His interest in global epidemiology led him to state that the world was his laboratory. The comparative studies of cancer incidence and mortality rates, especially those between the USA and Japan, prompted his laboratory investigations into the aetiology of lifestyle and nutrition related cancers which he advanced with John H Weisburger, Bandaru Reddy, Len Cohen, and David P Rose.
In terms of health policy, Ernst Wynder regarded the prevention of the major chronic illnesses, foremost tobacco and nutrition related cancers, as public health priorities. He would always seek sound reasoning as an underlying concept for the causes and prevention of illness.5
Then there was the creative impatience that would not allow him to await the outcome of tedious laboratory studies, but seek alternative routes to a goal. For instance, while he acknowledged the need for molecular biology studies, or for DNA adduct studies with reactive metabolites of tobacco carcinogens, he could not see that ultimately such research would bear fruit in disease prevention in the way, and at the rate, child health education could. The magnitude and the social impact of cancer and its relation to tobacco use and diet as major causes, and the low rate of success of many modes of intervention, convinced Ernst Wynder that child health education is the only way to avert the continuation of the tobacco cancer epidemic. Thus, he conceived the idea for and implemented the creation of the “Know your body program”. It is fair to say that the children of this world have now lost a very good and caring friend.
Many call Ernst Wynder “the health conscience of the nation” because of his incessant prodding of governmental authorities and societal institutions to involve themselves in issues of chronic disease prevention and health promotion. He gave much thought not only to pathogenic agents but also to human conditions that foster the development of disease or of unhealthful behaviour. In terms of children's receptivity to health education messages, he turned his attention in recent years to research on brain development and how it is positively and negatively affected by the child's physical and emotional environment. Similarly, he became very interested in reviewing what is known about the nocebo effect versus positive attitudes in the prevention of illness and in the outcome of treatment. In this context, he also was very much concerned about the trends toward alternative (complementary) medicine concepts and he felt that much could be learned and gained from rigorous scientific examination of such concepts.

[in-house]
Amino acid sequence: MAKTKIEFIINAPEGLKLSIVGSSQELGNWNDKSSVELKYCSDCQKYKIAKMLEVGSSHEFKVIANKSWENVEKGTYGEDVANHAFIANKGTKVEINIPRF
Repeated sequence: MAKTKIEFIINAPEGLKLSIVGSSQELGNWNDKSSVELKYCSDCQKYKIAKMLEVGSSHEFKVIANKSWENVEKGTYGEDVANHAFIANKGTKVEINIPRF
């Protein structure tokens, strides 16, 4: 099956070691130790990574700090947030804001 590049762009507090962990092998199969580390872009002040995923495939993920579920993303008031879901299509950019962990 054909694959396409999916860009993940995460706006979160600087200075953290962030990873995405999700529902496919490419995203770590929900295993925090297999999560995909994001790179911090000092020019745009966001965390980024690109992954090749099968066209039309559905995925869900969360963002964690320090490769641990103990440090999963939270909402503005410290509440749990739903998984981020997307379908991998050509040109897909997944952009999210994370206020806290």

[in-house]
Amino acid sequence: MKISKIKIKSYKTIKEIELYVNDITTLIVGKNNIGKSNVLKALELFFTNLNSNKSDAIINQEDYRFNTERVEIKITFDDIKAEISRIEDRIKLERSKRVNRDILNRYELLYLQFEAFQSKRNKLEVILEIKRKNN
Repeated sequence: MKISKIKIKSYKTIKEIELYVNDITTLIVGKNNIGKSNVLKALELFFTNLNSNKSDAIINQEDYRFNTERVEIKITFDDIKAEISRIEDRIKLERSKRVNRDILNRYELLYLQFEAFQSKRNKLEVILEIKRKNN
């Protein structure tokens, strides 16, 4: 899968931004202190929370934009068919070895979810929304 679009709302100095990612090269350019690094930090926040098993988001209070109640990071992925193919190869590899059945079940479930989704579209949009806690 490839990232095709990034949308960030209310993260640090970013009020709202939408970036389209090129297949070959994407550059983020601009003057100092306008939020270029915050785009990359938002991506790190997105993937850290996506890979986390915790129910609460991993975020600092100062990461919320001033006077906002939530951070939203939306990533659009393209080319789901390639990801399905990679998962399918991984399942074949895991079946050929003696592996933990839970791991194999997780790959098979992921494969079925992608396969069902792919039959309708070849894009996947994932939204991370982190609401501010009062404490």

Ernst Wynder clearly saw that 80–95% of cancer and various other chronic diseases were in the end man made and, therefore, preventable. This is why he established the American Health Foundation in New York (Manhattan and Valhalla) as a free standing disease prevention centre 30 years ago. He strongly recommended that teaching prevention skills should be given greater weight at medical schools, and that physicians should be given incentives to practise preventive medicine. He was hopeful that the implementations of dietary changes to low fat, high fibre nutrition which proved effective in model assays in the laboratory, would be proven to save women with breast cancer from developing a second primary breast cancer, and that the results of chemoprevention assays in the research laboratory would soon translate into clinical applications for the benefit of people at high risk for cancer.
He established the international journal Preventive Medicine as a forum for the exchange of ideas and concepts of disease prevention and health promotion, and served as its editor in chief to his last day. His efforts and achievements have been recognised by his peers, by governments, and by medical schools here and abroad with numerous awards and honorary degrees. He will be missed by his wife Sandra Miller Wynder, his sister Lore Levinson, and his nephews, Robert and Martin Levinson, both physicians. He will also be dearly missed by all the children for whom he recreated the National Child Health Day, that had first been instituted by Calvin Coolidge in 1928. It was for them that he held high hopes for a healthier tomorrow.